Chemistry and Biochemistry
College of Science & Mathematics
National Science Foundation
Jonnalagadda, Subash C.
Hickman, Mark J.
Drugs--Design; Cancer--Research; Bioinformatics
Bioinformatics | Pharmaceutics and Drug Design
Computational methods are becoming essential in drug discovery as they provide information that traditional drug development methods lack. Using these methods to understand drug-receptor interactions in detail, researchers are able to efficiently design promising drug candidates. In this study, extra precision Glide docking, molecular dynamics simulations and MMGBSA binding energy calculations provided information about the binding behavior of small molecules to two specific targets for current cancer therapeutics: G-quadruplex DNA and Topoisomerase I enzyme. The first study focuses on the compound Telomestatin, which induces apoptosis of various cancer cells with a relatively low effect on somatic cells due to its high selectivity toward G-quadruplex over duplex DNA. Three major binding poses were discovered: top end stacking, bottom end stacking and a groove binding. A high resolution structure of this complex does not yet exist, so this is the first time Telomestatin binding modes have been reported. The second study focuses on 8 Camptothecin class Topoisomerase I inhibitors, which have been reported to effectively treat multiple types of cancer, however are limited by their drug resistance. Recent computational studies have indicated that the mutations near the active binding site of the drug can significantly weaken the drug binding and may be a major cause of the drug resistance. Here, a complete study of each Camptothecin analog in each mutated complex in the active binding site is presented. On this set of mutant complexes, Topotecan and Camptothecin have much smaller binding energy decrease than a set of new Camptopthcin derivatives (Lurtotecan, LESN-38, Gimatecan, Exatecan and Belotecan) currently under clinical trials. Lucanthone, a non-Camptothecin, shows comparable results to Topotecan and Camptothecin, indicating that it may exhibit the least drug resistance and is therefore a promising candidate for future studies as a Topoisomerase I inhibitor. In addition, a trend is observed from our binding energy data that the shorter the distance of a mutant to a ligand, the greater the decrease in binding energy (with one exception). The results found in each of these binding studies will be utilized to further advance effective cancer therapeutics in the future.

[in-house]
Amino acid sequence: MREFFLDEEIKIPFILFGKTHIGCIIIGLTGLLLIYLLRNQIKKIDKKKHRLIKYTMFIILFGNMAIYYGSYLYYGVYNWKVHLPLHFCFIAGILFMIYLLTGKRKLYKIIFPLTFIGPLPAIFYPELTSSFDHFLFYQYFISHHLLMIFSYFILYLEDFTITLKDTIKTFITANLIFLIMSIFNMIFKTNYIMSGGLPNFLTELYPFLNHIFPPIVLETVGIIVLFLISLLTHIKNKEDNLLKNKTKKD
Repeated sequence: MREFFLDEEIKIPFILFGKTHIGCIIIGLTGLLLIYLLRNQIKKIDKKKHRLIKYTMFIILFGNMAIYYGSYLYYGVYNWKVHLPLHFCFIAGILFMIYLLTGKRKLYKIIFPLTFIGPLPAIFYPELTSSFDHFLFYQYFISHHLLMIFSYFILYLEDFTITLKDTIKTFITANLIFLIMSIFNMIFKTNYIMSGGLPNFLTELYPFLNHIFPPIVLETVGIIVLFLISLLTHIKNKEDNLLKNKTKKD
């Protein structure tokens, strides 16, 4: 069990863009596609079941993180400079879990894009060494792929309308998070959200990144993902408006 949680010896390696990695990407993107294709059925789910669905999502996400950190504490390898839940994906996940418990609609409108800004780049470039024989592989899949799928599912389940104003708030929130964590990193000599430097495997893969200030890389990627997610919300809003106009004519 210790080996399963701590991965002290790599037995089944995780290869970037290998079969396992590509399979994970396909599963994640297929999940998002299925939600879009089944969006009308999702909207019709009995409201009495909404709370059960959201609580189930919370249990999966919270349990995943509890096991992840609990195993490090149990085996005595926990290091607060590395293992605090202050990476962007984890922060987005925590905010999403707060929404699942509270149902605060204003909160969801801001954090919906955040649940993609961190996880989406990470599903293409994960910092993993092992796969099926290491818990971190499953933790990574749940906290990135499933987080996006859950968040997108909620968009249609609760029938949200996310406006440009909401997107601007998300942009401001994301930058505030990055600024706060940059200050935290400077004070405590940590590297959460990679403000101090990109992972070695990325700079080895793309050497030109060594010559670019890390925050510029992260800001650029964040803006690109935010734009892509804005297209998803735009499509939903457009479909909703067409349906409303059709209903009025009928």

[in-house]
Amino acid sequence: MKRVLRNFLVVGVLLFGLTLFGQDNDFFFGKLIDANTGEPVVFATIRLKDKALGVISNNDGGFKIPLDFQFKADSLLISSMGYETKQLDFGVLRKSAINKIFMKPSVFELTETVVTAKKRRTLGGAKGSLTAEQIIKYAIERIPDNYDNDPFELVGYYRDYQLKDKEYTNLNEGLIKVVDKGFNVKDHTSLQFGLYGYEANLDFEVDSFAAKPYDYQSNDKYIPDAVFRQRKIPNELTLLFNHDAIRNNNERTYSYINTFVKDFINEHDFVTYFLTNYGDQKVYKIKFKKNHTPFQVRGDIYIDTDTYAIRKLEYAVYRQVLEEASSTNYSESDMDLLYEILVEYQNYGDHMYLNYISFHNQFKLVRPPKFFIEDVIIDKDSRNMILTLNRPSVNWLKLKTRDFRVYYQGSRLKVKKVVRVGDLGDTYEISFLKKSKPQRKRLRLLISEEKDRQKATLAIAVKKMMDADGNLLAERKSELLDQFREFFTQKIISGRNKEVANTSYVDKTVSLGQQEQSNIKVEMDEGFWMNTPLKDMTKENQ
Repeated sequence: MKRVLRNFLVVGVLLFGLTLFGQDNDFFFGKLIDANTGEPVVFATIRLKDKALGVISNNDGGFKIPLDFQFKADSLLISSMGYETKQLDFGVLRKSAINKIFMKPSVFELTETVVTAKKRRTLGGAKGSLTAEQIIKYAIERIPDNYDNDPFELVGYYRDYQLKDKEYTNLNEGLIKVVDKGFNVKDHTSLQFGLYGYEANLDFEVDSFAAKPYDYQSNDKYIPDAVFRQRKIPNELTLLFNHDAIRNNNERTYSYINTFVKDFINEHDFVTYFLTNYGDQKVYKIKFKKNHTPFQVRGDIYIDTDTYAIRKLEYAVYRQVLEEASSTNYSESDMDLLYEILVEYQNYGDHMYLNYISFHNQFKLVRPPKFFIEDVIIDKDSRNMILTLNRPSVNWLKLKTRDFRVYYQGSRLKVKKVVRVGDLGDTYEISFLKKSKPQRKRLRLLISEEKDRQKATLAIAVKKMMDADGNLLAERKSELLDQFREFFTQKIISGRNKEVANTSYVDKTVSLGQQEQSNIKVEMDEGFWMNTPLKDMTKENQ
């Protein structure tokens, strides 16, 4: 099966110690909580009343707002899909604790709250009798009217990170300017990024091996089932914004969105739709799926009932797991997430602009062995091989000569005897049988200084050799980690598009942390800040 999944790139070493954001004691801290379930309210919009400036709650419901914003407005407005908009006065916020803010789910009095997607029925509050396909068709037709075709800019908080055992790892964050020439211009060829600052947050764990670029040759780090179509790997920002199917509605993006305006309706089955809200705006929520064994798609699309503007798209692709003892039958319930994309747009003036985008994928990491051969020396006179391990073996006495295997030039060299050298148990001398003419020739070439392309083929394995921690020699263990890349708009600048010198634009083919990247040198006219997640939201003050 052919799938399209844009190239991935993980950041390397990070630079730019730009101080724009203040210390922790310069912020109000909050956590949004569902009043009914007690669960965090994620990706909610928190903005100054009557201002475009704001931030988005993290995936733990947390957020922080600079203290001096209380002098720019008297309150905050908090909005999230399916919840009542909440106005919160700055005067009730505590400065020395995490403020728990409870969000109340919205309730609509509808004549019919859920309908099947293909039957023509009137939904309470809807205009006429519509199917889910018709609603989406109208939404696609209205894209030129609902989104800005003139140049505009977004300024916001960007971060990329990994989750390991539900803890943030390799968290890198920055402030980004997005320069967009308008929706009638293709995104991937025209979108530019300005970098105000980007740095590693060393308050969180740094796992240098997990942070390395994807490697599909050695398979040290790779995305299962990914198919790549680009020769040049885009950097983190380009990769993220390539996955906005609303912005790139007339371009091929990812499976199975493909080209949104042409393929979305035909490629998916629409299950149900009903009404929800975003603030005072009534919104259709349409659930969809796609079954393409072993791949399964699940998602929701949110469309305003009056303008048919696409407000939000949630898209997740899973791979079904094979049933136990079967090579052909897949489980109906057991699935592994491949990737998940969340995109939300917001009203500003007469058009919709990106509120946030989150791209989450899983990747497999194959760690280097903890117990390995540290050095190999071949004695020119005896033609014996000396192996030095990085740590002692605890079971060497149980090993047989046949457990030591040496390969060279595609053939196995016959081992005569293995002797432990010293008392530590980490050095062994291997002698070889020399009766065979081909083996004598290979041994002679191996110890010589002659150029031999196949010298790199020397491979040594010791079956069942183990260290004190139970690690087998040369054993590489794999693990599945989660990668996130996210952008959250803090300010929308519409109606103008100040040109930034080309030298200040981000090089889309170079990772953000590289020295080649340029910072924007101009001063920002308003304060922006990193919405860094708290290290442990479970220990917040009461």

Mulholland, Kelly Ann, "A mechanical study of cancer drug-receptor interactions, specifically in G-Quadruplex DNA and Topoisomerase I enzymes" (2016). Theses and Dissertations. 1733.